Lost sites

Here at The Bioscope we do our best to alert you to interesting new web resources on the subject of silent cinema, or indeed sites that have been around for a while but aren’t necessarily well known. But what about sites that are no more? We’ve all experienced the frustration of the dead link, discovering that some site or page has been taken down because the domain registration wasn’t kept up, the page was taken down because the owner thought it no longer of interest, or the web links on a site have all been changed. Whatever the reason, the Net is an impermanent place, and many worthwhile sites in our field are around no more.

Happily we have the Internet Archive and its ‘Wayback Machine‘, which has archived a great deal of the Internet (85 billion web pages from 1996 to 2008), taking ‘snapshot’ records of sites periodically (usually every few months). Images are not always retained, and you can’t find movie files, databases or other such complexities in the archive, but you will find the plain HTML. But how do you know what to look for? There is no subject guide or keyword searching (yet). You have to know the web address, and even then that only find you what you knew was there to find. What about those lost sites that you never knew were lost?

Despair not. The Bioscope presents this initial guide to some of the silent cinema sites and web pages which can no longer be found on the Web as such, but do lurk within the Internet Archive. There will be many more than those listed below, of course, but it’s a start (do let me know if you know of any). All links will take you to the Internet Archive record.

The Silents Majority
Old hands will have recognise the gentleman at the top of this post as ‘Merton of the Movies’, the silent town crier who featured on Diane MacIntyre and Spike Lewis’ The Silents Majority, the essential silents information site before it disappeared in 2003 and Silent Era took its place. Here you can still find biographies, reproductions of articles, featured books and videos, photo gallery, guest articles and Cooking with the Stars. Not everything remains (some images and the QuickTime movies won’t be found there), but it’s still a treasure trove. Check also for the final year of its existence when it changed its URL and became www.silentsmajority.com.

A Trip to the Moon
A simple but engaging site dedicated to Georges Méliès’ Voyage Dans La Lune, with an essay on the film, Méliés’ own outline and commentary for the film, film stills (not of terribly high quality, unfortunately), and extracts from the associated imaginative literature of Wells, Verne, Poe and others.

Questions Regarding the Genesis of Nonfiction Film
A stimulating essay on early non-fiction filmmaking, its essence, problems of definition, and neglect by film scholars, by renowned Japanese scholar Komatsu Hiroshi. It does exist elsewhere in print in the journal Documentary Box, but a key text like this ought not to be lost to the online research community.

The Human Motor
This stems from a scientific project to map the human body by the University of Colorado, and was part of a larger site, Building Better Humans. It has sound information on the chronophotography of Etienne-Jules Marey and Eadweard Muybridge, complete with a fine selection of images.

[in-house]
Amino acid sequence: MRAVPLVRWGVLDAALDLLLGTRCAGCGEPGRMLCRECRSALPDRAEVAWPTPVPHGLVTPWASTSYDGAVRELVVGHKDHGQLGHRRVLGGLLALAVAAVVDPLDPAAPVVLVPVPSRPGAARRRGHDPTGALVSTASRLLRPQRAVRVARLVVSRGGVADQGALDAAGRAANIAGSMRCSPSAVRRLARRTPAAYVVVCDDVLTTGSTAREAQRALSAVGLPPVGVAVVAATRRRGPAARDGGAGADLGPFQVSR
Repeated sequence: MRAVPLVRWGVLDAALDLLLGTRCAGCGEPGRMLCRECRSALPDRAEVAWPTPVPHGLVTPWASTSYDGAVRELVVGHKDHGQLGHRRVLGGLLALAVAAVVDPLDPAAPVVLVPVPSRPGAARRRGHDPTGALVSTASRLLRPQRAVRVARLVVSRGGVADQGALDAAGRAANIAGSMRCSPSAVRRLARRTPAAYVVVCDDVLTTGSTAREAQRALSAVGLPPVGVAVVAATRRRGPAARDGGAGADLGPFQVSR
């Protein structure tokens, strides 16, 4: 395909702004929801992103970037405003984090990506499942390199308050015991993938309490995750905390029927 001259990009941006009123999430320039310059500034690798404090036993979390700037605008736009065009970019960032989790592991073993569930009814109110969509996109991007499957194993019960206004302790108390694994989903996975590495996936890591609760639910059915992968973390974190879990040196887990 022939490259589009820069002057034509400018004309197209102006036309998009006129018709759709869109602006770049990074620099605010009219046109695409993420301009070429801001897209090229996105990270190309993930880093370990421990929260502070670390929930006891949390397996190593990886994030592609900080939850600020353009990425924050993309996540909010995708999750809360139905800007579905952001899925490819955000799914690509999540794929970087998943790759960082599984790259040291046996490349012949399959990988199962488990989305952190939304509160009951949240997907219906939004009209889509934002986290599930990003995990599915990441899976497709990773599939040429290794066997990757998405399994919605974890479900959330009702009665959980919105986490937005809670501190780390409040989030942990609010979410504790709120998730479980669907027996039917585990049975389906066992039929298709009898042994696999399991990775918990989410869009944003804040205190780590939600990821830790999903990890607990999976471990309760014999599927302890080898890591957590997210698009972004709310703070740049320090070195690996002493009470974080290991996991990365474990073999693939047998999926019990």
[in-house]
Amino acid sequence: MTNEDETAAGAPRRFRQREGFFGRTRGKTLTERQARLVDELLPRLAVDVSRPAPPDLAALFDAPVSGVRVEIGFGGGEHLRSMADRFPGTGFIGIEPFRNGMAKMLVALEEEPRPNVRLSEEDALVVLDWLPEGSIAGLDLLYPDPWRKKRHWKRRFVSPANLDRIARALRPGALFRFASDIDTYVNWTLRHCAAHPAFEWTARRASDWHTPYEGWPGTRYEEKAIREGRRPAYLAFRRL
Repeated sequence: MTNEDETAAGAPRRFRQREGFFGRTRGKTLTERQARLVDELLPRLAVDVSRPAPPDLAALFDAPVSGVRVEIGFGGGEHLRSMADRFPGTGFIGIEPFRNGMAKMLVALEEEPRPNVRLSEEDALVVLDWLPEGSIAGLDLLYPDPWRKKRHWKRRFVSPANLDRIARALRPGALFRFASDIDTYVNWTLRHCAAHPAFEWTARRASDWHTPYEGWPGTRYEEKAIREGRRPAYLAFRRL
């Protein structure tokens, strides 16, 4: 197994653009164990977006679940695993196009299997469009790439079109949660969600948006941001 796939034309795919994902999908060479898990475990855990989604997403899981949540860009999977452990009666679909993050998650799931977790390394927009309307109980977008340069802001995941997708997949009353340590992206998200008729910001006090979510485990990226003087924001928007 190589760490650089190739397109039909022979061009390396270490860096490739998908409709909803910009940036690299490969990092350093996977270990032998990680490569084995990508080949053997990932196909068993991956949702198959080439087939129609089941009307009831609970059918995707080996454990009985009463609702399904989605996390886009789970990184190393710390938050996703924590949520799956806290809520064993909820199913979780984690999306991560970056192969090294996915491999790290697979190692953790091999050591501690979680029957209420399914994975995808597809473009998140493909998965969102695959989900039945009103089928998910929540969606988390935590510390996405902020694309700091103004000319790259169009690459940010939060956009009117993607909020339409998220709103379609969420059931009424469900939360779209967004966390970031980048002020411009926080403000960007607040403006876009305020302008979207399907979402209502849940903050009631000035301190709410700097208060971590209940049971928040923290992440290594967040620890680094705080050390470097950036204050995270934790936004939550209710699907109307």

Les Frères Lumière et le Japon 1895-1995
This site accompanied a touring exhibition of films shot in Japan in the 1890s by the Lumière cameramen François-Constant Girel and Gabriel Veyre. It comprises an excellent essay (in French) on the first films and filmmaking in Japan by Hiroshi Komatsu.

Eadweard Muybridge: Father of Motion Pictures
An imaginative, beautifully-designed site on the master photographer who captured motion. Some of the photographs no longer appear, but there some animated gifs of Muybridge sequences, and the whole thing is just done with such style.

Dive cinema muto
Italian site (in Italian) devoted to silent film actresses, especially the Italian ‘divas’ such as Lyda Borelli and Francesca Bertini, plus other femme fatales such as Asta Nielsen and Theda Bara. With biographies, essays and illustrations.

Archiving the Internet is becoming a subject of increasing concern. The Internet Archive leads the field, of course, but the UK Web Archiving Consortium is building up to the day when every UK website will be archived as a matter of legal deposit. For those intrigued by dead sites in general, take a look at Ghost Sites of the Web (these are sites that still exist on the Web, but which have been abandoned).

Please let me know of any lost sites (as opposed to dead ones that just aren’t updated any more) on silent cinema, and I’ll update this list. Note also that not every lost site may necessarily be found on the Internet Archive – the website whose passing I most regret, Charl Lucassen’s beautiful Anima site on chronophotography and other optical delights, once one of the genuine treasures of the Web, is nowhere to be found at all. Such a loss.

4 responses

  1. Luke: Thanks for the overview of lost sites. It reminds me of lost movies. I agree that Charl Lucassen’s site was a particularly bad one to lose.

    Joe Thompson ;0)

  2. Actually, I expected to find rather more lost film sites than I did. I have some listed on my Charles Urban site (it has an Early Cinema Gateway section, which shamefully I have not updated in ages), but when I went looking for other by checking links on silent cinema sites of a certain vintage, I found almost all were either still active, or had moved to a fresh address. Moreover, since writing the post I’ve found that two of the sites do in fact still exist… (I’ve now removed them from the post). Of course, plenty of individual web pages have been removed over the years, but sites themselves have proven to be remarkably resilient.

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